Photo by Sara Schmitt

After the 1950s, suburban culture dominated the United States as the government invested in the Federal Highway Program and the Home Ownership Act in the post-war economic boom. Romanticised ideas about personal grass patches and vehicle ownership meant many people were moving away from urban centers. The increased popularity of urban culture we see now is largely a modern phenomenon.

Although the majority of Americans still live in the suburbs and will continue to do so for a long time, cities are slowly embracing density. They are investing in public transport and high-rise housing. As a result, the demographics are changing. That in itself should not come as a surprise. Cities are dynamic and change is indicative of a healthy ecosystem. However, the increase in demand for urban housing translates to an increase in the value of urban property. Many of the residents in these neighborhoods live in poverty conditions and cannot keep up, leading to their displacement. An influx of wealth into an urban neighborhood, whether private or public, is now often associated with displacement, creating a controversial reputation for the word “gentrification.”

The demographics and economic structure of urban centres has been evolving since they have existed. In the wake of World War II and the Civil Rights Movement, American cities experienced a phenomenon now known as “white flight.” Schools were officially desegregated and as more blacks from the South and Eastern European migrants began moving into American cities in search of opportunity, white people emigrated on a large scale in favor of more racially homogeneous suburbs. The federal government at the time encouraged suburban lifestyles, catalyzing the process.

The country’s economy soon went through major restructuring and the manufacturing jobs and opportunities that were open to those left in the cities were now gone. Discriminatory policies meant it was legal for minorities to be restricted to certain neighborhoods by property dealers who did not want middle-class white people, intolerant of practical desegregation, moving away. A lot of the infrastructure in low-income neighborhoods that were dominated by minorities crumbled and we were left with cities ailed by concentrated poverty.

It does not come as a surprise then that gentrification is such a controversial topic. And in many situations, it deserves the hateful reputation it currently holds. Extreme low-income neighborhoods have been commonly found in urban centres since the 1960s.  When young newcomers push out older residents who have formed ties to the community, it infuriates everyone except the gentrifiers themselves. Especially when the people who are pushed out are sometimes minorities who were pulled in when discriminatory property laws prevented them from moving elsewhere.

It is easy to blame incoming “hipsters” and corporations supposedly pouring money into these neighborhoods for the rising rents that old tenants now owe.  However, displacement is not unique to gentrified housing. In fact, households in gentrifying neighborhoods have a lower chance of being displaced than those in high-poverty ones that are not developed at all. Gentrification is often blamed because its effects are also drastic and easy to observe. Poverty, however, is insidious.

Atlanta has also been evolving significantly in the past few decades as neighborhoods like Cabbagetown, West Midtown and Old Fourth Ward have been transformed through public art projects and investments in new housing and retail. The city’s BeltLine project and the development of Ponce City Market has attracted further investments in certain areas. It also means some people can no longer afford to live there.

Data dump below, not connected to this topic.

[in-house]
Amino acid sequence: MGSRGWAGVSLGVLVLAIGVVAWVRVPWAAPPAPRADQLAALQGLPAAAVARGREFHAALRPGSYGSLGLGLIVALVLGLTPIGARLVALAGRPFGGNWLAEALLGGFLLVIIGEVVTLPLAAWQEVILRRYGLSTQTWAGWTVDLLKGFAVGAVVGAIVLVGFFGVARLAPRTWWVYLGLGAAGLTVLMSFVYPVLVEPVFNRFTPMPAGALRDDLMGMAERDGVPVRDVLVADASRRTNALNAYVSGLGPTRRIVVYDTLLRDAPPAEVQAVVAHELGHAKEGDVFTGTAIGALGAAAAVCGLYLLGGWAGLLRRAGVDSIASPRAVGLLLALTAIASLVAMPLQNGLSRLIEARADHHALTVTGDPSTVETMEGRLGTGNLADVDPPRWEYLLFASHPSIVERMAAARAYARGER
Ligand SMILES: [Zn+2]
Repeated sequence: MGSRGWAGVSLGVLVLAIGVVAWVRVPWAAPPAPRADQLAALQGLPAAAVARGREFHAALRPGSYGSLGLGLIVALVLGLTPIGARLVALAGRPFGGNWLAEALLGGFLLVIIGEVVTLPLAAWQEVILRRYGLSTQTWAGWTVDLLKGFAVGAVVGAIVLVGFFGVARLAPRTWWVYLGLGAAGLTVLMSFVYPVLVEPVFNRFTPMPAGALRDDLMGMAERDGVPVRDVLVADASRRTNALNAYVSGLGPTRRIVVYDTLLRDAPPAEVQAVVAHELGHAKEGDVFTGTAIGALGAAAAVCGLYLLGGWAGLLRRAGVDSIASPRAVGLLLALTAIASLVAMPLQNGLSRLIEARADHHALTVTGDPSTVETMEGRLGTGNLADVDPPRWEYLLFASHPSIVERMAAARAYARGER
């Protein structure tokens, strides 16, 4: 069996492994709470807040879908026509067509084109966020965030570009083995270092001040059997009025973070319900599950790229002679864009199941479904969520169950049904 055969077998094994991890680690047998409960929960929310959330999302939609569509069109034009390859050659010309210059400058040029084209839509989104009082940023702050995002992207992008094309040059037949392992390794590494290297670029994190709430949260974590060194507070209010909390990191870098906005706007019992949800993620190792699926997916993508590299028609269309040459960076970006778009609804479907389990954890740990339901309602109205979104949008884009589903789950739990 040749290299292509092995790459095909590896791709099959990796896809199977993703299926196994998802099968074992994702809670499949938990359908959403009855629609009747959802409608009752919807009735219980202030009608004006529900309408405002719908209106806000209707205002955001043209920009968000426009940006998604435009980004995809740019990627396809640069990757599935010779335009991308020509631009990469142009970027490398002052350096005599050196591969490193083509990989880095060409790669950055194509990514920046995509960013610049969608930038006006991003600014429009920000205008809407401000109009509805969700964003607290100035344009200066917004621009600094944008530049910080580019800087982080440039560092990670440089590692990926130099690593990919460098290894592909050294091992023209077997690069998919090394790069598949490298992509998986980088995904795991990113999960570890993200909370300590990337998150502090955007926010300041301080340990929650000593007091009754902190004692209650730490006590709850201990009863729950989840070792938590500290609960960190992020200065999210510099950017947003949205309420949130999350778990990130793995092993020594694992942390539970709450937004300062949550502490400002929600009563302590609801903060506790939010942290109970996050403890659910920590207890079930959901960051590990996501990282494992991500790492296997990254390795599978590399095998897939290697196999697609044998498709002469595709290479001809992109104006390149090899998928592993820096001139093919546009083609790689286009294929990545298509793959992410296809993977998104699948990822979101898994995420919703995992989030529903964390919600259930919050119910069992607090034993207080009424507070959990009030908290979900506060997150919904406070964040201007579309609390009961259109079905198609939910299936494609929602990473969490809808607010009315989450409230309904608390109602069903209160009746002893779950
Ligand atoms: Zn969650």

However, many of the investments and rising rents result from public investments instead of private corporate ones. When an area gains access to public transport, new schools and increased police coverage, property values are bound to go up and many residents may not be able to keep up.

The auspicious increase in public investment may lead to increased pressure from new residents to continue the trend and it might result in the gentrification of a low-income neighborhood into one with mixed-income households. There is nothing morally wrong with this change in the dynamics of our cities because existing low-income residents often benefit from gentrification. They may have access to better public transport, education and greater chances of income mobility if they reside in an integrated area versus one with concentrated poverty. Seventy five percent of high-poverty neighborhoods in 1970 were still high-poverty in 2010.

It is important to see that displacement solely due to recent gentrification is often a indicative of a much bigger problem. That is, economic inequality, institutionalized racism and concentrated poverty in cities. Gentrification itself, especially that which occurs due to public investment, usually increases the quality of life for existing residents along with creating room for new ones.

  • Mackenzie Madden

    The only new public investment in Atlanta would be the Atlanta BeltLine which is still heavily subsidized by private dollars (hence the existence of the Atlanta BeltLine Partnership whose sole purpose is to raise private funds). The things listed here as “public investments” – increased police coverage, new schools, and public transportation – have not occurred in the neighborhoods you outline as “now-gentrified”. The areas that have received those things, came as a result of private investments (i.e. new schools = privately funded charters or increased police coverage as with Midtown Blue is a result of a business alliance project). I urge you to do a little bit more digging into local politics and developments before making such claims, you don’t support your own argument here.